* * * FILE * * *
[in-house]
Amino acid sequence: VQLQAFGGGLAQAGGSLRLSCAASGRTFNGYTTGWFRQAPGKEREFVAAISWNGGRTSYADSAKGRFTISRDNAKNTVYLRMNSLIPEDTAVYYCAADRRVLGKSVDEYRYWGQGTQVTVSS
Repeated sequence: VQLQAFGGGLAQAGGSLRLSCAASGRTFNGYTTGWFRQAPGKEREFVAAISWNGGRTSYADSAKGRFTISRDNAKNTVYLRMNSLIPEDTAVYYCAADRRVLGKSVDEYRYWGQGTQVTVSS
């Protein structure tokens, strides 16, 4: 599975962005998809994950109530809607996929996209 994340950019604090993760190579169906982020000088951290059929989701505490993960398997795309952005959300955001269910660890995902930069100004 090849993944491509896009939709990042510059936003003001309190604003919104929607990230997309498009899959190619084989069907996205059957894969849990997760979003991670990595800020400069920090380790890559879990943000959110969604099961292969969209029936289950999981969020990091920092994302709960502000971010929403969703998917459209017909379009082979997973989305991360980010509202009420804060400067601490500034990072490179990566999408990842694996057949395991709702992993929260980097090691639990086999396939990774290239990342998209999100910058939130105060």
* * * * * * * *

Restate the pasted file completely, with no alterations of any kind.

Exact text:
[in-house]
Amino acid sequence: VQLQAFGGGLAQAGGSLRLSCAASGRTFNGYTTGWFRQAPGKEREFVAAISWNGGRTSYADSAKGRFTISRDNAKNTVYLRMNSLIPEDTAVYYCAADRRVLGKSVDEYRYWGQGTQVTVSS
Repeated sequence: VQLQAFGGGLAQAGGSLRLSCAASGRTFNGYTTGWFRQAPGKEREFVAAISWNGGRTSYADSAKGRFTISRDNAKNTVYLRMNSLIPEDTAVYYCAADRRVLGKSVDEYRYWGQGTQVTVSS
């Protein structure tokens, strides 16, 4: 599975962005998809994950109530809607996929996209 994340950019604090993760190579169906982020000088951290059929989701505490993960398997795309952005959300955001269910660890995902930069100004 090849993944491509896009939709990042510059936003003001309190604003919104929607990230997309498009899959190619084989069907996205059957894969849990997760979003991670990595800020400069920090380790890559879990943000959110969604099961292969969209029936289950999981969020990091920092994302709960502000971010929403969703998917459209017909379009082979997973989305991360980010509202009420804060400067601490500034990072490179990566999408990842694996057949395991709702992993929260980097090691639990086999396939990774290239990342998209999100910058939130105060």